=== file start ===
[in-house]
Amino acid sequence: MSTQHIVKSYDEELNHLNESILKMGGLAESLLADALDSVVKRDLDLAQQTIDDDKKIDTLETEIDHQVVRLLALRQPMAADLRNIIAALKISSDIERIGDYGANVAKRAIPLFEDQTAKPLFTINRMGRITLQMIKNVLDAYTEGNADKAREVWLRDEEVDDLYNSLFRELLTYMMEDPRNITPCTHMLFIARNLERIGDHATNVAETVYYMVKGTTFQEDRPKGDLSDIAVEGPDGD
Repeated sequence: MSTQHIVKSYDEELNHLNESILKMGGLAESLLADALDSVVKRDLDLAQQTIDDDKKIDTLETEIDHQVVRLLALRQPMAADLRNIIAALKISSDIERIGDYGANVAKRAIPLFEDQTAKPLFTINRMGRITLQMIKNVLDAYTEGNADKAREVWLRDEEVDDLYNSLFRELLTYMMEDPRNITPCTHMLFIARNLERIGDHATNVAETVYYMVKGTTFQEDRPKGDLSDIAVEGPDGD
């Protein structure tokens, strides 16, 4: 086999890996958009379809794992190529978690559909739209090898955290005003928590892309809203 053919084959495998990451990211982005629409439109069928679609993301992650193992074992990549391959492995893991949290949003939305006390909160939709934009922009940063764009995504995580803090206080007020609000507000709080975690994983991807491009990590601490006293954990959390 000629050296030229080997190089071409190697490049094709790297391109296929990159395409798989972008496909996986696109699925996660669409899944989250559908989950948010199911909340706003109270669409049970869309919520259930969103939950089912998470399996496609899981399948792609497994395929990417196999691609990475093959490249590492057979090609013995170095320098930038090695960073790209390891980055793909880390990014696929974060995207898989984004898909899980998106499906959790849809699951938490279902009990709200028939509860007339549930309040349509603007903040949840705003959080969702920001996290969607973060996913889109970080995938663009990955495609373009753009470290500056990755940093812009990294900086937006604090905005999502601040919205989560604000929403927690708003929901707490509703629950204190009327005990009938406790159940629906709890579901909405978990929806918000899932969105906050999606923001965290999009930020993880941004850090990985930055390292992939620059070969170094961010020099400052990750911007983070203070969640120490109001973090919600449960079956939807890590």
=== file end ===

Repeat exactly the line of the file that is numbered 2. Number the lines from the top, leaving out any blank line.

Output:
Amino acid sequence: MSTQHIVKSYDEELNHLNESILKMGGLAESLLADALDSVVKRDLDLAQQTIDDDKKIDTLETEIDHQVVRLLALRQPMAADLRNIIAALKISSDIERIGDYGANVAKRAIPLFEDQTAKPLFTINRMGRITLQMIKNVLDAYTEGNADKAREVWLRDEEVDDLYNSLFRELLTYMMEDPRNITPCTHMLFIARNLERIGDHATNVAETVYYMVKGTTFQEDRPKGDLSDIAVEGPDGD